Thanks! I think I must have seen these at one point, but been too young to remember. The DVD set is a lot of fun and good quality video, too.

 
Richard J. Marcej writes:  

I was a kid when it first ran but was a big fan of the show. I’m sure I never guessed the mystery for each episode but enjoyed watching it. I remember first seeing Jim Hutton in the movie “Ensign Pulver” (lousy sequel to “Mr. Roberts”) and always liked his sort of laid back/befuddled style of acting.

Are there any extras in the set?

Reading about the “The Adventure of the Comic Book Crusader“ episode got me thinking, you could probably come up with a list of TV Shows and Movies that contained stories about comic books and comic strips. Stories that contained actual comic artwork.
Off the top of my head, I can think of:
TV – Ellery Queen : “The Adventure of the Comic Book Crusader“
TV – (the original) Hawaii 5-0: (an episode that involved a cartoonist drawing one of 5-0 into the strip to stop a killer
TV – (the original) The Avengers: (an episode involving a comic book artist and it’s winged avenger character.
Movie – “How To Murder Your Wife”: Jack Lemmon film featuring him as syndicated cartoonist.
Movie – “That Certain Feeling” (I think that’s the title): A Bob Hope film where he played a ghost assistant to an obnoxious syndicated cartoonist.

That’s all I could think of but I’m sure there’s more.

 
Johanna writes:  

The set has a booklet with some photos and episode descriptions. On the discs, there’s supposedly a short video interview with Mr. Link (since Mr. Levinson has passed). I say supposedly because I haven’t found it yet, but I’m only a third of the way in.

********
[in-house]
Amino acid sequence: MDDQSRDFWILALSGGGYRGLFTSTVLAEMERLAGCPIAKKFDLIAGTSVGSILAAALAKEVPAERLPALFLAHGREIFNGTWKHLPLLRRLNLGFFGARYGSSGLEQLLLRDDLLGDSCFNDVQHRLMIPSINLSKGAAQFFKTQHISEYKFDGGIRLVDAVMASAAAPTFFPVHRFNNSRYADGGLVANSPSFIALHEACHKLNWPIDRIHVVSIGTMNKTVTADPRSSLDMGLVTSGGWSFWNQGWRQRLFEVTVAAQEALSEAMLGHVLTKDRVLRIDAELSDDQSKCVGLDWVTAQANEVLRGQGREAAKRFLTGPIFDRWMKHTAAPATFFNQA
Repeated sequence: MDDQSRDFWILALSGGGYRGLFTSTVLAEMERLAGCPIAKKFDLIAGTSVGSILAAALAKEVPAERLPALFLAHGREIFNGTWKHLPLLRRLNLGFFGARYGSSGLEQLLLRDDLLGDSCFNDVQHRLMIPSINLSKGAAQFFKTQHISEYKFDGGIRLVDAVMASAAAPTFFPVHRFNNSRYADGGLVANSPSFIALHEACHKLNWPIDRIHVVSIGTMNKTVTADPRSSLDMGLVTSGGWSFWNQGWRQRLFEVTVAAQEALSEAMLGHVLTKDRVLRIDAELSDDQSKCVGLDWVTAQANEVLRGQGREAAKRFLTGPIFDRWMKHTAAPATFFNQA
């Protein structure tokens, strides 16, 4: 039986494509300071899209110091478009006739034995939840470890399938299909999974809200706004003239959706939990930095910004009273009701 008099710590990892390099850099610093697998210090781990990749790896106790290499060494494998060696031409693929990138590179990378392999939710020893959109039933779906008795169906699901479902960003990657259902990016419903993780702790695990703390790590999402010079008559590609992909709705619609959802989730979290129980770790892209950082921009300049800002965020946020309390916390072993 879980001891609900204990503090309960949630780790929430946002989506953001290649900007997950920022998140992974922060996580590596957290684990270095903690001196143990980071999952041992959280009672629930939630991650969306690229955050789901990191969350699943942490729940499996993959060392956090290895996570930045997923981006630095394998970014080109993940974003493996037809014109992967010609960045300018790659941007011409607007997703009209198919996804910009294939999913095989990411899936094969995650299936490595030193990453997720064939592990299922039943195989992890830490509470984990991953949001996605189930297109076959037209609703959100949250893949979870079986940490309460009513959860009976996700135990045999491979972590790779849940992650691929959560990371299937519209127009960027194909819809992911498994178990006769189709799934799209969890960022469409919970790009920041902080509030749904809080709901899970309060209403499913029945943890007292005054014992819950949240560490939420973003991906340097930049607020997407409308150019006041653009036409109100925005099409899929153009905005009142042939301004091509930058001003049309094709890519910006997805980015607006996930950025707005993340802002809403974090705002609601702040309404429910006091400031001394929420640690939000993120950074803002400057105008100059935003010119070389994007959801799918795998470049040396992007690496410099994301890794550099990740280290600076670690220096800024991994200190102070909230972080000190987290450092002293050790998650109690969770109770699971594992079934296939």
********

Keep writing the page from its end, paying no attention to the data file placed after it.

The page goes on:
~chris writes:  

My mom and I loved watching this series when I was a kid, and I bought the DVD set for her for Christmas.

A TV show that contained stories about comic books– “Bob,” starring Bob Newhart, in which he portrayed the creator of a Silver Age-y superhero comic book, “Mad Dog.” The character is revived as a ’90s violent Wolverine type, and Bob is hired to work with a younger creator on the comic. Much of the show takes place in the comics company bullpen. Sadly, the show ended the comic book theme after the first season, and the show wasn’t as good anymore (and was quickly cancelled). Lisa Kudrow (pre-“Friends”) played a recurring character. A highlight of the show was that every episode contained a solo scene (no humans) with Bob’s housecat Otto, similar to Eddie the dog’s scenes on “Frasier.”

 
Johanna writes:  

I’d like to see Bob now. When it was airing, I wasn’t paying attention. Didn’t some of the Image guys guest-star on an episode?

 
~chris writes:  

Not just some Image guys, but Jack and Roz Kirby!
(http://kirbymuseum.org/node/21)

I wish they’d put this on DVD.